Irate Singaporeans Want to Stomp STOMP
Maybe citizen journalism isn’t all it’s cracked up to be. Ask Singapore Press Holdings, publisher of the Straits Times, which in 2006 founded the Straits Times Online Mobile Print, or STOMP, to give ordinary citizens the chance to have a voice in the island republic’s daily affairs.
Now they want a voice in shutting down the website. More than 23,000 angry Singaporeans have signed an online petition demanding that the website be taken down because of inaccurate, biased, often malicious reporting, seemingly aimed at inflaming sentiment.
The island’s mainstream media is notoriously hobbled by a government determined to make sure the only negative reporting on the country is what the government wants negatively reported, such as campaigns for cleaner toilets or against public rudeness.
As with citizen journalism in other parts of the world, STOMP was designed to serve the theory that democracy is better served without news being filtered by autocratic mainstream editors, and that common citizens, given a platform, will deliver unvarnished truth.
There have been plenty of incidents reported by STOMP that got authorities’ attention. In 2011, the website published a hilarious picture of a Singapore army soldier on his way to maneuvers with his Filipina domestic helper toting his army pack while he walked ahead, appearing to text on his phone. The entry kicked off a huge fuss and an army investigation.
Certainly, in many cities across the planet, citizen journalists have formed the first line of news reporting simply because they happen onto the scene of something newsworthy, iPhone cameras at the ready. The question appears to be whether Singapore Press Holdings designed the website without the necessary checks to guard against irresponsible reporting. It appears to have suffered from a scarcity of responsible fact-checking and editing.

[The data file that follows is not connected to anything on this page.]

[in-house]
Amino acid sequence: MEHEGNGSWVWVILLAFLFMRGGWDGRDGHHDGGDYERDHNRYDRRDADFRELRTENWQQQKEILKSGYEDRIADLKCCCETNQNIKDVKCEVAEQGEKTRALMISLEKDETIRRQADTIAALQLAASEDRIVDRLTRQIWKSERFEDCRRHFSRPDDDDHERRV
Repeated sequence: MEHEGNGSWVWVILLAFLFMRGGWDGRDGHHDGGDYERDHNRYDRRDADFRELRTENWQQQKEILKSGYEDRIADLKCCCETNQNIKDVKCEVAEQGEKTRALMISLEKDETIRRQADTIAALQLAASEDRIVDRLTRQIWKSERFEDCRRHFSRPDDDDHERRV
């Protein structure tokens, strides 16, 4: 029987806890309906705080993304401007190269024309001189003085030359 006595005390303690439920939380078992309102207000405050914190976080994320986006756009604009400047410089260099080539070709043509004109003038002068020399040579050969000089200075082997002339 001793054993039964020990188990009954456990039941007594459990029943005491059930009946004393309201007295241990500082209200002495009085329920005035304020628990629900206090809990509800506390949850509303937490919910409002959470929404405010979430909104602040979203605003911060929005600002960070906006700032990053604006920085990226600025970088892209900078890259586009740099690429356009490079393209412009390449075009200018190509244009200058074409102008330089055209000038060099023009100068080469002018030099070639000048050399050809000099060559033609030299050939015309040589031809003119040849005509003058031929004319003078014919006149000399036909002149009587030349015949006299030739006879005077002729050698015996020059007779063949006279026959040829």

“Stomp…is anything but free and open, nor does it seem intent on being so,” wrote Howard Lee, commentaries editor of another Singapore website, The Online Citizen. “It thrives on crass, and almost its entire focus is bent towards that purpose. It relies on the animal instincts of the mob to drive up ratings, and feed such emotions shamelessly without fear of reprisal. We have also seen that Stomp, or at least its staff, has no qualms about taking liberties with anonymity.”
The website, Lee wrote, “is not interested in good journalism. It’s not even interested in online freedom. It is latching on to sensationalism for the key purpose of eyeballs and money. We are not even sure if there is any editorial discretion applied to the posts it made, because it has proved, more often than not, that it doesn’t really care.”
Some STOMPers, as the participants are known, seem to play the role of social vigilantes, with most of their posts and pictures seemingly designed to provoke anger and controversy. Unverified reports suggest that contributors are given an S$50 (US$40) voucher for every published contribution.
Others are relatively dreary, as if completely unfiltered – “inconsiderate condo occupant caught throwing refuse off balcony;” “bus captain helps commuters stay dry;” “mother teaches child to say word ‘happy.’”